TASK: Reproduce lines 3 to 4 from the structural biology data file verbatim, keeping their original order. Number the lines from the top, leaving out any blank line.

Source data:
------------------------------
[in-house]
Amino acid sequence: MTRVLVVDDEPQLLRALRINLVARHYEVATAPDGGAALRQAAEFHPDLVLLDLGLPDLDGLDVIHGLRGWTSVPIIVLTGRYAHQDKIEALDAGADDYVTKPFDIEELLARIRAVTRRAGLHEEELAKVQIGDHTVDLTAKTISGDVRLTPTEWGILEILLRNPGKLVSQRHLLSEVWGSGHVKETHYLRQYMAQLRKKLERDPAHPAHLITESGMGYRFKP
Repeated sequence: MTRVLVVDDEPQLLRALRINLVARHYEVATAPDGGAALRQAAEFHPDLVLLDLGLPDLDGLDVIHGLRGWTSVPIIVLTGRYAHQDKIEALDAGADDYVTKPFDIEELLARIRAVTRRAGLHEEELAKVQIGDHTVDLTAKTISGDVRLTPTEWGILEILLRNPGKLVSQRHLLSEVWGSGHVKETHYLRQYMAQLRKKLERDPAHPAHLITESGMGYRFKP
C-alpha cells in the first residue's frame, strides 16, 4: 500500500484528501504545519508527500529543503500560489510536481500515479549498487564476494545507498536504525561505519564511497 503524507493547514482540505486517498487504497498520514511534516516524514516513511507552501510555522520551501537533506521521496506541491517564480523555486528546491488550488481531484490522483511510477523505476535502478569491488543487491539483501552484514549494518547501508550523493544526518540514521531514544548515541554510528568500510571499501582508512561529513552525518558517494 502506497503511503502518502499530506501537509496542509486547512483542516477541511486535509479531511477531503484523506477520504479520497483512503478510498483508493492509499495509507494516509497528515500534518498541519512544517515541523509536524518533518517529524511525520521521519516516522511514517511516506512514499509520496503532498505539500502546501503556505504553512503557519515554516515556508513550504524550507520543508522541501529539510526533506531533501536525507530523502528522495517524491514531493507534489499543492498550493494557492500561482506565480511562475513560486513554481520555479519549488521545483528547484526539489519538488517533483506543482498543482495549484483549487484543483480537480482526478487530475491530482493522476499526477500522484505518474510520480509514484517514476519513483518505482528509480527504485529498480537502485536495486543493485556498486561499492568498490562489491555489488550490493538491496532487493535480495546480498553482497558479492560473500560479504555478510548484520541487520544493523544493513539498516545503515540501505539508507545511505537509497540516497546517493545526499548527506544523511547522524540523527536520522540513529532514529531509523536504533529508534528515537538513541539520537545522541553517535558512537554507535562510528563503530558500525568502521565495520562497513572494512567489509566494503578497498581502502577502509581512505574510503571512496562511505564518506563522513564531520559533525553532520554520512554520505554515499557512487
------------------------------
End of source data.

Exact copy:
Repeated sequence: MTRVLVVDDEPQLLRALRINLVARHYEVATAPDGGAALRQAAEFHPDLVLLDLGLPDLDGLDVIHGLRGWTSVPIIVLTGRYAHQDKIEALDAGADDYVTKPFDIEELLARIRAVTRRAGLHEEELAKVQIGDHTVDLTAKTISGDVRLTPTEWGILEILLRNPGKLVSQRHLLSEVWGSGHVKETHYLRQYMAQLRKKLERDPAHPAHLITESGMGYRFKP
C-alpha cells in the first residue's frame, strides 16, 4: 500500500484528501504545519508527500529543503500560489510536481500515479549498487564476494545507498536504525561505519564511497 503524507493547514482540505486517498487504497498520514511534516516524514516513511507552501510555522520551501537533506521521496506541491517564480523555486528546491488550488481531484490522483511510477523505476535502478569491488543487491539483501552484514549494518547501508550523493544526518540514521531514544548515541554510528568500510571499501582508512561529513552525518558517494 502506497503511503502518502499530506501537509496542509486547512483542516477541511486535509479531511477531503484523506477520504479520497483512503478510498483508493492509499495509507494516509497528515500534518498541519512544517515541523509536524518533518517529524511525520521521519516516522511514517511516506512514499509520496503532498505539500502546501503556505504553512503557519515554516515556508513550504524550507520543508522541501529539510526533506531533501536525507530523502528522495517524491514531493507534489499543492498550493494557492500561482506565480511562475513560486513554481520555479519549488521545483528547484526539489519538488517533483506543482498543482495549484483549487484543483480537480482526478487530475491530482493522476499526477500522484505518474510520480509514484517514476519513483518505482528509480527504485529498480537502485536495486543493485556498486561499492568498490562489491555489488550490493538491496532487493535480495546480498553482497558479492560473500560479504555478510548484520541487520544493523544493513539498516545503515540501505539508507545511505537509497540516497546517493545526499548527506544523511547522524540523527536520522540513529532514529531509523536504533529508534528515537538513541539520537545522541553517535558512537554507535562510528563503530558500525568502521565495520562497513572494512567489509566494503578497498581502502577502509581512505574510503571512496562511505564518506563522513564531520559533525553532520554520512554520505554515499557512487